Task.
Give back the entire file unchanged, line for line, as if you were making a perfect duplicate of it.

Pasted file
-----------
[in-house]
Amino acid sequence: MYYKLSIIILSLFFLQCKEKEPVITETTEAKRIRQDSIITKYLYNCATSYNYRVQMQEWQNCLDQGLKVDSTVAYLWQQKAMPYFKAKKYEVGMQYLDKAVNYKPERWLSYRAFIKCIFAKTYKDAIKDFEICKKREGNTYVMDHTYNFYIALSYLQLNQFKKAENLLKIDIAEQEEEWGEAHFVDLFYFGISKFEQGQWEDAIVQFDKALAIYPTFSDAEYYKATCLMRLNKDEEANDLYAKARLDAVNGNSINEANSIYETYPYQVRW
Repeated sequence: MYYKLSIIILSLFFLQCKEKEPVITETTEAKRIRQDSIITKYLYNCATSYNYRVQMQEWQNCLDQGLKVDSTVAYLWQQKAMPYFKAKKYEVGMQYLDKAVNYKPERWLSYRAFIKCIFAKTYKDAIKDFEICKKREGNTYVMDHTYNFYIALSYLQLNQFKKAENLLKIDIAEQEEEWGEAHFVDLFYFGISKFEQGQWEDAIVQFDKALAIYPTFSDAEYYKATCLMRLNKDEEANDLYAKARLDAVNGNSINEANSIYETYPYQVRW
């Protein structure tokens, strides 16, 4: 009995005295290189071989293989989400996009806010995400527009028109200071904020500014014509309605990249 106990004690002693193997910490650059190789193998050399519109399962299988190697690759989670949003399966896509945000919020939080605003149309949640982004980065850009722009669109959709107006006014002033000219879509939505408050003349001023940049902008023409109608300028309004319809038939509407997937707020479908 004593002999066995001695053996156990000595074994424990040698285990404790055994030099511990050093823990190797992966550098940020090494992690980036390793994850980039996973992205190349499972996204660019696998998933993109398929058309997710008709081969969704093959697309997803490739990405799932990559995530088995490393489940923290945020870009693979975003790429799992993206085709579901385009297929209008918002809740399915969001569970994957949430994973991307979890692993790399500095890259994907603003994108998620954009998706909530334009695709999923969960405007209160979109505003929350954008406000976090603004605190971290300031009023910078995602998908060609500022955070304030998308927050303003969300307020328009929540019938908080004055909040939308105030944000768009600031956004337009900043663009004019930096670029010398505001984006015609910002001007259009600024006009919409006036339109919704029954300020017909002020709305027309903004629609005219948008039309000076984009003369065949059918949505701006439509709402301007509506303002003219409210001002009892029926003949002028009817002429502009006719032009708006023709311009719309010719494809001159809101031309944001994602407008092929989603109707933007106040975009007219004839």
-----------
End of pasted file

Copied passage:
[in-house]
Amino acid sequence: MYYKLSIIILSLFFLQCKEKEPVITETTEAKRIRQDSIITKYLYNCATSYNYRVQMQEWQNCLDQGLKVDSTVAYLWQQKAMPYFKAKKYEVGMQYLDKAVNYKPERWLSYRAFIKCIFAKTYKDAIKDFEICKKREGNTYVMDHTYNFYIALSYLQLNQFKKAENLLKIDIAEQEEEWGEAHFVDLFYFGISKFEQGQWEDAIVQFDKALAIYPTFSDAEYYKATCLMRLNKDEEANDLYAKARLDAVNGNSINEANSIYETYPYQVRW
Repeated sequence: MYYKLSIIILSLFFLQCKEKEPVITETTEAKRIRQDSIITKYLYNCATSYNYRVQMQEWQNCLDQGLKVDSTVAYLWQQKAMPYFKAKKYEVGMQYLDKAVNYKPERWLSYRAFIKCIFAKTYKDAIKDFEICKKREGNTYVMDHTYNFYIALSYLQLNQFKKAENLLKIDIAEQEEEWGEAHFVDLFYFGISKFEQGQWEDAIVQFDKALAIYPTFSDAEYYKATCLMRLNKDEEANDLYAKARLDAVNGNSINEANSIYETYPYQVRW
């Protein structure tokens, strides 16, 4: 009995005295290189071989293989989400996009806010995400527009028109200071904020500014014509309605990249 106990004690002693193997910490650059190789193998050399519109399962299988190697690759989670949003399966896509945000919020939080605003149309949640982004980065850009722009669109959709107006006014002033000219879509939505408050003349001023940049902008023409109608300028309004319809038939509407997937707020479908 004593002999066995001695053996156990000595074994424990040698285990404790055994030099511990050093823990190797992966550098940020090494992690980036390793994850980039996973992205190349499972996204660019696998998933993109398929058309997710008709081969969704093959697309997803490739990405799932990559995530088995490393489940923290945020870009693979975003790429799992993206085709579901385009297929209008918002809740399915969001569970994957949430994973991307979890692993790399500095890259994907603003994108998620954009998706909530334009695709999923969960405007209160979109505003929350954008406000976090603004605190971290300031009023910078995602998908060609500022955070304030998308927050303003969300307020328009929540019938908080004055909040939308105030944000768009600031956004337009900043663009004019930096670029010398505001984006015609910002001007259009600024006009919409006036339109919704029954300020017909002020709305027309903004629609005219948008039309000076984009003369065949059918949505701006439509709402301007509506303002003219409210001002009892029926003949002028009817002429502009006719032009708006023709311009719309010719494809001159809101031309944001994602407008092929989603109707933007106040975009007219004839």